J Am Dent Assoc. 2022 Sep 1:S0002-8177(22)00433-0. doi: 10.1016/j.adaj.2022.07.007. Online ahead of print.
BACKGROUND: Obtaining thorough documentation of a patient’s medical history is important for dental care professionals, as oral health is connected intricately to systemic health. The purpose of this study was to assess the accuracy of parent-reported health history for pediatric patients in a dental setting.
METHODS: A retrospective chart review was conducted on 863 patients 17 years and younger. Parent-reported health history was compared with subsequent physician-to-dentist consultations. The most common diagnoses were grouped on the basis of International Statistical Classification of Diseases and Related Health Problems, Tenth Revision, categories.
RESULTS: The sensitivity of parent report of health conditions was highest for reporting mental and behavioral disorders (75.1%; 95% CI, 69.6% to 80.0%), followed by nervous system diseases (63.0%; 95% CI, 47.5% to 76.8%), respiratory conditions (47.9%; 95% CI, 37.6% to 58.4%), congenital conditions (46.3%; 95% CI, 30.7% to 62.6%), and cardiovascular conditions (25.0%; 95% CI, 11.4% to 43.4%) and was lowest for hematologic conditions (12.2%; 95% CI, 4.1% to 26.2%). Parents of children 6 years and older and those with private insurance had higher sensitivity for reporting mental and behavioral conditions than those with children younger than 6 years or having Medicaid (P < .0001). The specificity of parent-reported health conditions ranged from 96.0% for mental and behavioral disorders to 99.8% for hematologic conditions.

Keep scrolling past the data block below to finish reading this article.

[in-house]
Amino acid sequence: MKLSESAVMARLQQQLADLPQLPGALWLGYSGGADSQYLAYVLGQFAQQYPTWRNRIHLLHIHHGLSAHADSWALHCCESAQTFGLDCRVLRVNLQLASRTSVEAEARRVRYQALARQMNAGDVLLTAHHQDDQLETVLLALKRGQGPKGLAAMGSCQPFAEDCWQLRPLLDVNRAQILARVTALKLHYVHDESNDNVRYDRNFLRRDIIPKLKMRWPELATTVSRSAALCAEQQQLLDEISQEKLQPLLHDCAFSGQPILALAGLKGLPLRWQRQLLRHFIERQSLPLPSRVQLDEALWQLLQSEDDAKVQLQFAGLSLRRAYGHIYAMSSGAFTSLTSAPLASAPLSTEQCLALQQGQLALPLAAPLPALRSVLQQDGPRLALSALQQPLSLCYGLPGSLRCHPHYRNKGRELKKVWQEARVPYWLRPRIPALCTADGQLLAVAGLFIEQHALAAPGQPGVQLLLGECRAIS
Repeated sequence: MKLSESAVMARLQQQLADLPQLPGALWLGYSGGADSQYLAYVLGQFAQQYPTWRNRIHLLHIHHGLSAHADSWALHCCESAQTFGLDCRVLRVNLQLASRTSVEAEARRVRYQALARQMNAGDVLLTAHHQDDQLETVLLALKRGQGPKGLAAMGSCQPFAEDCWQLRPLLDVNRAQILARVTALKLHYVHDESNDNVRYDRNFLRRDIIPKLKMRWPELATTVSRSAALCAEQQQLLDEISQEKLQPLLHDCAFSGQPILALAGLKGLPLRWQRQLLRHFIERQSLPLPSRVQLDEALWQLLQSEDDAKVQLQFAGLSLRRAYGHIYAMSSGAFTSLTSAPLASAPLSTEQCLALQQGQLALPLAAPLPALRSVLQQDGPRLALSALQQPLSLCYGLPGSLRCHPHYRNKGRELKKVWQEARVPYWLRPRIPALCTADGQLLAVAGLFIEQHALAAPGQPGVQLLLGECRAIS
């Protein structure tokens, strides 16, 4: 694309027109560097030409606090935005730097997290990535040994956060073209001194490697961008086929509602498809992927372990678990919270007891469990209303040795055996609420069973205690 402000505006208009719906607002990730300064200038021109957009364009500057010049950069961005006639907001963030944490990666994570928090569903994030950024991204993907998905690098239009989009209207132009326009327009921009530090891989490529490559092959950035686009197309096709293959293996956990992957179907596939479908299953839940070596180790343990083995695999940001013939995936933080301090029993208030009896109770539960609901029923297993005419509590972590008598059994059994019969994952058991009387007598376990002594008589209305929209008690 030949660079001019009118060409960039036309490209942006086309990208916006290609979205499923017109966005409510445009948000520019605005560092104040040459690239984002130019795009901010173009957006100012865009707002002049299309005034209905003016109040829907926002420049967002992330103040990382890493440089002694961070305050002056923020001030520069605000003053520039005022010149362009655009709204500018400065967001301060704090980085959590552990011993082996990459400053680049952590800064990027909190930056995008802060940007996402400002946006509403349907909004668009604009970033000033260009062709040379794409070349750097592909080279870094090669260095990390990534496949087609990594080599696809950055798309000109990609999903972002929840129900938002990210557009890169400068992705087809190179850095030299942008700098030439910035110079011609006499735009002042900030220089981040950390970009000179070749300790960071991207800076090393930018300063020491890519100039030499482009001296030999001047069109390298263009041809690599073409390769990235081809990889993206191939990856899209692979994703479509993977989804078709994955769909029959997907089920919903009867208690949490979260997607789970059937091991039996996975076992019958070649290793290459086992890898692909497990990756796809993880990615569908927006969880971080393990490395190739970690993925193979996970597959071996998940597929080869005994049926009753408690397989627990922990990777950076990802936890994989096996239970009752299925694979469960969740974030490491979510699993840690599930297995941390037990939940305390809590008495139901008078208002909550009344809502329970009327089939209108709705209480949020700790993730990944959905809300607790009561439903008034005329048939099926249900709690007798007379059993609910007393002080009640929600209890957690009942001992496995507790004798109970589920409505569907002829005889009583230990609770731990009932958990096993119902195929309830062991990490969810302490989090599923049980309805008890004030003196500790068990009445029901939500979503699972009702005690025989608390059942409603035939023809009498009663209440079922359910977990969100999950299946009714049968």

CONCLUSIONS: Sensitivity varied widely, showing that parents may be unreliable in their report of children’s health histories and that dentists cannot rely solely on parents when obtaining health history.
PRACTICAL IMPLICATIONS: In advocating for patient safety, especially for those with special needs and complex medical conditions, this study supports the use of medical evaluation before dental treatment and for the integration of dental and electronic health records.